By Julie Johnsson / Bloomberg News)
Former Boeing Co. Chief Executive Officer Dennis Muilenburg is joining Monarch Tractor, a Silicon Valley startup that’s angling to be the Tesla Inc. of the agriculture world with an all-electric tractor that is “driver optional.”
While Monarch isn’t a household name, it combines longstanding interests for Muilenburg, an engineer by training who grew up on an Iowa farm and served on Caterpillar Inc.’s board for nine years. He is an investor and adviser as the Livermore, California-based company prepares to deliver the first of its $50,000 tractors late next year.
“They have all the elements to be a strong, robust, growing business,” Muilenburg said in an interview.
The former Boeing chief has largely flown under the radar since being ousted a year ago after fumbling the planemaker’s response to two deadly 737 Max accidents and their aftermath. Since then, Muilenburg has pursued passions such as cycling — he’s logged 17,000 miles this year — and advising companies with promising technology.
Monarch is one of about a dozen firms that are working with Muilenburg, who started a consulting business after a 35-year career at Boeing. He’s embracing his new role with characteristic intensity, providing pointers to an executive team at Monarch that includes former Tesla executive Mark Schwager and Chief Farming Officer Carlo Mondavi, the grandson of winemaker Robert Mondavi.
“He’s very engaged,” Monarch CEO Praveen Penmetsa said in an interview.
Boeing’s old boss isn’t the first fallen industrial titan to feel the allure of a fast-growing venture. Jeffrey Immelt briefly flirted with taking the top job at Uber Technologies Inc. after he exited General Electric Co. in 2017. He later became a venture partner at investment firm New Enterprise Associates in Menlo Park, California.
Muilenburg said he first heard of Penmetsa, who is also an engineer, over the summer through a mutual friend who is a Boeing retiree. Penmetsa is no stranger to aerospace since another company he runs, Motivo Engineering, was a supplier to Airbus SE’s former Vahana flying taxi project. And it didn’t hurt that Monarch’s compact tractor is outfitted with robotics, artificial intelligence and machine learning — technologies that captivated Muilenburg at Boeing.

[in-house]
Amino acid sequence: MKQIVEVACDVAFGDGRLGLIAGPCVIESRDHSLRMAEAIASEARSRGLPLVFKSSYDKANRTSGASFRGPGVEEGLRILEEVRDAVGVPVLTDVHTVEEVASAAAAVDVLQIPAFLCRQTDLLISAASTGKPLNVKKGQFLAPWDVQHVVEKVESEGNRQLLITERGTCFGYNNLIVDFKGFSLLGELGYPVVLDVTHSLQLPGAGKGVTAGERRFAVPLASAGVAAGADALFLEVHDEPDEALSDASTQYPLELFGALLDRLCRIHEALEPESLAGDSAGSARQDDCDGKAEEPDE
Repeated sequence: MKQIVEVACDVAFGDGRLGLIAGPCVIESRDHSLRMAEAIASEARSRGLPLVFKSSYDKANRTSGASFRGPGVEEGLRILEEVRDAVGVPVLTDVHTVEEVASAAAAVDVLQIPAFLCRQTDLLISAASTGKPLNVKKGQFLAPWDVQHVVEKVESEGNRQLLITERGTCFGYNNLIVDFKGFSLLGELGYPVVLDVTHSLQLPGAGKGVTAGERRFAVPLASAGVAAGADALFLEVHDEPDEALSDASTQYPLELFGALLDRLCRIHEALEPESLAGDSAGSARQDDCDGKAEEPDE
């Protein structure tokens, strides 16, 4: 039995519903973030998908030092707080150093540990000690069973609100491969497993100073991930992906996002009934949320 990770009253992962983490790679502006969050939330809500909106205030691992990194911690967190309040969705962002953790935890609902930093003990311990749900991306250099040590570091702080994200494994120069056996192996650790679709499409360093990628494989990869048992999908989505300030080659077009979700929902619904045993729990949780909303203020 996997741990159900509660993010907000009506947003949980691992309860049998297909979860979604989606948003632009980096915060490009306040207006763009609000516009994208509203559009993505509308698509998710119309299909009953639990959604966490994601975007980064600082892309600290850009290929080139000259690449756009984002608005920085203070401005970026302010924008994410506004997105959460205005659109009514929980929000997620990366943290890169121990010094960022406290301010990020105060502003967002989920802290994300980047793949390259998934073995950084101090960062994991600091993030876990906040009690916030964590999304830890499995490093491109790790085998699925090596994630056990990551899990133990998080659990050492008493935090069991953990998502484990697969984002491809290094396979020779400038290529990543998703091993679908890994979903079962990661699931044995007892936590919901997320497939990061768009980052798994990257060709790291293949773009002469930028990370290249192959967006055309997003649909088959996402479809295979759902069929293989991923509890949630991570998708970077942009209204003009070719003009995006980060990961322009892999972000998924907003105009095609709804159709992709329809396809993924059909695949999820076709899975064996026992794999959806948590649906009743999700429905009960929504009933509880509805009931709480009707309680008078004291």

Still, it’s not every day that a 35-employee upstart nabs an executive who once ran the largest U.S. exporter to help with global distribution and building a supplier network.
“Once we started talking to him, sharing ideas on strategy, there was no apprehension,” said Penmetsa of his initial pitch. “It’s actually the perfect set of skills that Monarch Tractor needed.”
Monarch last week unveiled its first commercial offering, a compact tractor loaded with rugged sensors and cameras to record and analyze crop data in real time. Capable of being operated by a person or driving off to carry out tasks on its own, the vehicle can also act as a power generator in a pinch. Powered only by a battery that lasts 10 hours, it stands out from competitors emitting clouds of diesel fumes.
The green technology, a novelty for agriculture, has been tested and refined in the fields of Penmetsa’s native India and California. The company has signed up “several hundred” farms as preliminary customers, according to its website.
Muilenburg, in a brief conversation, kept the focus on Monarch’s potential, while politely declining to delve into the turbulent close to his stint at Boeing. Regarding his former employer, he said only that he was proud of the team there. The Max is flying again after a 20-month grounding, with commercial flights on the plane having begun this month at Brazil’s Gol Linhas Aereas Inteligentes SA.
“I started as an intern, finished as the CEO. It was a dream job. It was the company I love. My heart will always be with Boeing,” he said. “Now I have an opportunity for a second career, and it’s very fulfilling.